nj r prophetic curseand blessing pronounced upon his sons (ix. 18- 

29).— Vers. 20-22. The first thing which Moses did, was to 

build an altar for burnt sacrifice, to thank the Lord for gracious 

protection, and pray for His mercy in time to come. This 

I altar — ngto, lit , a place for the offering ofslajn animals, Xrom 
rtgj, jjke UiMruurrfipiouTrom dvew — is ^ Eefirst altar mentioned in 
history. The sons ot AdamHad built no altar for their offerings, 
because God was still present on the earth in paradise, so that 
they could turn their offerings and hearts towards that abode. 
But with the flood God had swep t pa radise away, wi thdrawn t he 
glace JiFHis jpresenceTanil "set up Wis throne In heaven, from 
whiclTHe would henceforth reveal Himself to man (cf. chap, 
xi. 5, 7). In future, therefore, the hearts of the pious had to be 
turned towards heaven, and their offerings and prayers needed 
to ascend on high if they were to reach the throne of God. To 
give this direction to their offerings, heights or elevated places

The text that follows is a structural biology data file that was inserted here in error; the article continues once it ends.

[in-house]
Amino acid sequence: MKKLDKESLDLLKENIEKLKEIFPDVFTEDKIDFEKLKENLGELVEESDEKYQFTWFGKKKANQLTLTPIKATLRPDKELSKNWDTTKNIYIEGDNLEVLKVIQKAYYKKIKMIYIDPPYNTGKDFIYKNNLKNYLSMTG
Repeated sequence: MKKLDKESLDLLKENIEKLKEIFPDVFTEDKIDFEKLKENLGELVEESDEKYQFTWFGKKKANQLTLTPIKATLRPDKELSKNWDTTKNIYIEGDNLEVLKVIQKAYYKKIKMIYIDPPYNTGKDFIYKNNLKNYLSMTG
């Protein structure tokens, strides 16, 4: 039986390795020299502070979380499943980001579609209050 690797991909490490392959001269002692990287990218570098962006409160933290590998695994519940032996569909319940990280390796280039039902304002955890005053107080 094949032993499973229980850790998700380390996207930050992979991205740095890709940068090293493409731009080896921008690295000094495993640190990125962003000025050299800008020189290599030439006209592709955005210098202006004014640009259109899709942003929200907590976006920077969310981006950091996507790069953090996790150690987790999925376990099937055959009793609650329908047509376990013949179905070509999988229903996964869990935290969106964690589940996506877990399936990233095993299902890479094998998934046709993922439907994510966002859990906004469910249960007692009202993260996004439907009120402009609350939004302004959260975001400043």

were erected, from which they ascended towards heaven in 
i. I fire. From this the offerings recei ved t he name of jfrfr fro m 
S i yfyv f the ascending, not solnudTbecauseThlf'sacrificTal animals 
ascertdecTbr were raised upon the altar, as because they rose 
from the altar to heaven (cf . Judg. xx. 40 ; Jer. xlviii. 15 ; 
Amos iv. 10). Noah took his offerings from every clean beast 
and every clean fowl — from those animals, therefore, which were 
destined for man's food ; probably the seventh of every kind, 

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CHAP. IX. 1-7 151 

which he had taken into the irk. " And Jehovah swelled the 
smell of satisfaction" ».«. He graciously accepted the feelings of 
the offerer which rose to Him in the odour of the sacrificial 
flame. In the sacrificial flame the essence of the animal was 
resolved into vapour ; so that when man presented a sacrifice in 
his own stead, his inmost being, his spirit, and his heart ascended 
to God in the vapour, and the sacrifice brought the feeling of 
his heart before God. This feeling of gratitude for gracious 
protection, and of desire for further communications of grace, 
was well-pleasing to God. He " said to His heart " (to, or in 
Himself; i.e. He resolved), "I will not again curse the ground any